So my initial response to the TV programmes and to Sandel's general activity is a positive one as was indicated also today over at Crooked Timber by Chris Bertram. However, Bertram's enthusiasm for the series covered particularly the episode I saw last night and in which Sandel provided a contrast between Jeremy Bentham, Kant and Aristotle. This contrast covered a number of topics amongst which was the decision in Germany not to allow the firing down of an aircraft that it was alleged would have saved other lives. Bertram follows the lead Sandel offers in the programme to regard the decision as crazy.
I'll return to the case in a moment but, prior to looking at such a particular, I have a general problem with the nature of Sandel's focus. In a programme on justice it was somewhat odd that Sandel focused exclusively on Kant's moral theory, citing the categorical imperative as an impressive contrast with the principle of utility. The point of this contrast was basically to subsequently present Aristotle as providing in some sense recognition of what was valuable in both the previous approaches and how to supersede the limits of each. However, whilst it is certainly the case that utilitarianism has a notorious problem with recognising justice as a specific subject and is constitutionally opposed to the notion of "rights" it is a distortion to think that a Kantian approach to the topic of justice is based primarily on the categorical imperative.
Kant's response to the topic of justice is laid out in the Doctrine of Right, not in the Groundwork and the formula that guides the latter work is the supreme principle of right. This principle concentrates on the conditions of external freedom and in the context of the elaboration of his account of justice Kant defends conceptions of public and private right that are grounded in the principle in question and not directly upon the categorical imperative. Since Habermas makes a similar error about Kant's view of justice in his otherwise seminal work Between Facts and Norms this is hardly an unusual error but it is an error none the less and distorts any serious contrast between Kant and Aristotle. Aristotle, like Kant, distinguishes the subject matter of politics from that of ethics and does not approach politics, as Sandel suggests, just from the standpoint of virtue.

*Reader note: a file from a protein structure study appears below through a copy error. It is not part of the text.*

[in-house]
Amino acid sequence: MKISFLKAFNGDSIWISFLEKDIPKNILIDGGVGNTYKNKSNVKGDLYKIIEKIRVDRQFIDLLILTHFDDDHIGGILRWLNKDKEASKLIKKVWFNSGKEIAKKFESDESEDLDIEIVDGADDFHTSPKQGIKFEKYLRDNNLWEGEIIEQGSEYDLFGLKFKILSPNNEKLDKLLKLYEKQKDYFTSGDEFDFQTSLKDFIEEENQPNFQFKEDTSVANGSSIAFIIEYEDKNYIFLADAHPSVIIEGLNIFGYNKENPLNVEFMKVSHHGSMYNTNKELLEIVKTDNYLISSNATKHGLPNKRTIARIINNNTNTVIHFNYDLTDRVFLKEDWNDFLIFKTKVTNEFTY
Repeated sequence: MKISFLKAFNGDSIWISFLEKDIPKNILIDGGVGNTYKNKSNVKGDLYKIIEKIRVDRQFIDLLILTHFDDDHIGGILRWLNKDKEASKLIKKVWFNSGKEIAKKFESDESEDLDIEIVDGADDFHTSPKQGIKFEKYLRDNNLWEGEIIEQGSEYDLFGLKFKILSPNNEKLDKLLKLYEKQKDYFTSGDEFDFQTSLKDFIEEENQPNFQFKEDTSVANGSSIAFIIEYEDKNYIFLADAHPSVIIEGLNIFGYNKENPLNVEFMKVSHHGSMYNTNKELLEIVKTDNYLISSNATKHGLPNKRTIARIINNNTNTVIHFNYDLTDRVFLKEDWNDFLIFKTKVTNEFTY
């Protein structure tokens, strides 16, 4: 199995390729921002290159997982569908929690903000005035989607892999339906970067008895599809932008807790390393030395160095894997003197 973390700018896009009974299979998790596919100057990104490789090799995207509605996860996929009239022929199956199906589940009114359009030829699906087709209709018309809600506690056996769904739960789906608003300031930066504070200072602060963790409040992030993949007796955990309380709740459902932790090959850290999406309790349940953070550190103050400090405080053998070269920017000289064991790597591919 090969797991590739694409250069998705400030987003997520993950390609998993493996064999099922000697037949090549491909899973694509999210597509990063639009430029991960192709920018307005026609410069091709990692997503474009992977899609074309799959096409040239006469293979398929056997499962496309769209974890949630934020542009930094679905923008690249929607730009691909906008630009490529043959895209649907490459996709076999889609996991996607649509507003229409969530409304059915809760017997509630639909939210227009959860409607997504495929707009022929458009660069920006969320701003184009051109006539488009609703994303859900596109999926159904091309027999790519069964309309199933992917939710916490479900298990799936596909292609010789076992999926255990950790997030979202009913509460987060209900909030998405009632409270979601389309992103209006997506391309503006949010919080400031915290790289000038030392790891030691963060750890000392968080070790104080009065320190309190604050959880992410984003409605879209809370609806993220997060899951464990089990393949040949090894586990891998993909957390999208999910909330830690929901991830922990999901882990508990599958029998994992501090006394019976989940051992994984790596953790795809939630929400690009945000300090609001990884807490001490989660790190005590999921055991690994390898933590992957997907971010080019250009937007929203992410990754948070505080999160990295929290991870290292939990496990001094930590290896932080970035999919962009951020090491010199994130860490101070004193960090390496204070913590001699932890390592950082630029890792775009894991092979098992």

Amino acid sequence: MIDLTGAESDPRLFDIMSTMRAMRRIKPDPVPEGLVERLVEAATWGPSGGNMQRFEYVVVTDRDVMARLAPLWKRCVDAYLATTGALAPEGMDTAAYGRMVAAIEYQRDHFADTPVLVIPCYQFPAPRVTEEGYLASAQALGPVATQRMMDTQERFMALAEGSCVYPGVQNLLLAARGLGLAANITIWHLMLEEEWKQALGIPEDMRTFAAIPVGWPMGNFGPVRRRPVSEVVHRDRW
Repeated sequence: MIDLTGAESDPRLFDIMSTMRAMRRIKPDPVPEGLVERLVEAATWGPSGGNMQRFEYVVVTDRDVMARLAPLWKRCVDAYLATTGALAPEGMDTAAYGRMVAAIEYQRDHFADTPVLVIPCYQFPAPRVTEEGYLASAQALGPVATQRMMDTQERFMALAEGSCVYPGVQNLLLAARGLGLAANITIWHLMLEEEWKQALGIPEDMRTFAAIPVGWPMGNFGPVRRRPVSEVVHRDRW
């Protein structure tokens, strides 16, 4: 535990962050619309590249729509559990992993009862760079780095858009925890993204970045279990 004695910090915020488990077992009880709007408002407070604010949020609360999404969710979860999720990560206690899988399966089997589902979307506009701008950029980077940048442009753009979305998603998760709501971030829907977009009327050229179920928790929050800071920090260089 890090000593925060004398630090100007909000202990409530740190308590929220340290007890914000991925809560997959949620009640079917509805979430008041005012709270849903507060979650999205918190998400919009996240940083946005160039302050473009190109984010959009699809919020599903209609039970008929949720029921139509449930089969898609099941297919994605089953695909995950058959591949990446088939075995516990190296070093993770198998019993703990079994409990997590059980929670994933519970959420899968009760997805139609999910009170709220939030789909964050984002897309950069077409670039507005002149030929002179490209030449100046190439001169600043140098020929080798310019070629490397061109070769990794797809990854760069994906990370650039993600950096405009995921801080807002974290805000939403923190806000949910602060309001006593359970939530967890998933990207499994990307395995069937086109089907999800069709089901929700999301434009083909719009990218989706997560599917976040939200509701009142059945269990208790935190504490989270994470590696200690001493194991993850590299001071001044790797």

In the light of these failings Sandel resorted in the programme to a fairly standard process of presentation that turns on hard cases, something common in elementary ethics classes and not to be despised in itself. It was in this context that he made Peter Singer admit that the utilitarian conception of the right thing to do does always come down to quantitative analysis. Oddly, when he turned to Kant, whilst he did approach a thinker from a Kantian philosophical background, it was not someone that has comparable standing to Singer, but instead went to Carolin Emcke who, despite her philosophical training, works primarily as a journalist. To Emcke he put the "hard case" of the shooting down of an airplane and she affirmed the unconditional nature of the dignity of the persons in the plane. The constitutional judgment makes clear further the commitment to the sense of such dignity.
The case in question is intended by Sandel to show the lack of attention to consequences in Kantian theory but what it in fact shows is that a certain type of interpretation of Kantian theory refuses to allow consideration of consequences. The point was to have a sharp division between Kant and utilitarians on the basis that Kant can give no basis for attending to consequences whereas the utilitarians can give no value to anything other than consequences. In this context, however, and as I will be focusing on in future postings, it leaves aside the growing debate over the question of whether Kantian ethics is so constrained that it can give no room for consequences. I have argued previously that this is not so and that Kantian ethics does have to be seen as consequence-sensitive. Others have increasingly been arguing for a version of Kantian consequentialism and it is has become less clear than Sandel's standard presentation would suggest that this is oxymoronic. Incidentally the case of the airline is, in any case, less obviously a knock-down argument against a view of Kantian ethics that refuses to incorporate concern for consequences than might be thought. It requires complete certainly that 1) the airline would definitely otherwise crash into a target full of civilians and there is no way at all that the hijackers could change their mind or be persuaded to act differently and 2) that there is further no possibility at all that the plane could not be retrieved from the hijackers. Such conditions are rarely met.
So in conclusion the basic problems with Sandel's presentation were the following: 1) it conflated Kant's ethics with his approach to justice and as a consequence did not focus on its alleged topic; 2) the same also occurred with Aristotle; 3) it had an asymmetry in the nature of the "specialists" appealed to; 4) it neglected the possibility of a position that combined the polarities in ethics whilst still including central elements of both and was not Aristotelian; 5) it failed to include any serious criticism of the Aristotelian view or to pose any "hard cases" in respect of it.
Despite all this it was certainly a worthwhile programme and if proper philosophical contestation could have more place on TV then this would be all to the good. Sandel's model of public engagement is definitely worth attention and it would be great if more philosophers of many different persuasions could be taken on board with such an enterprise.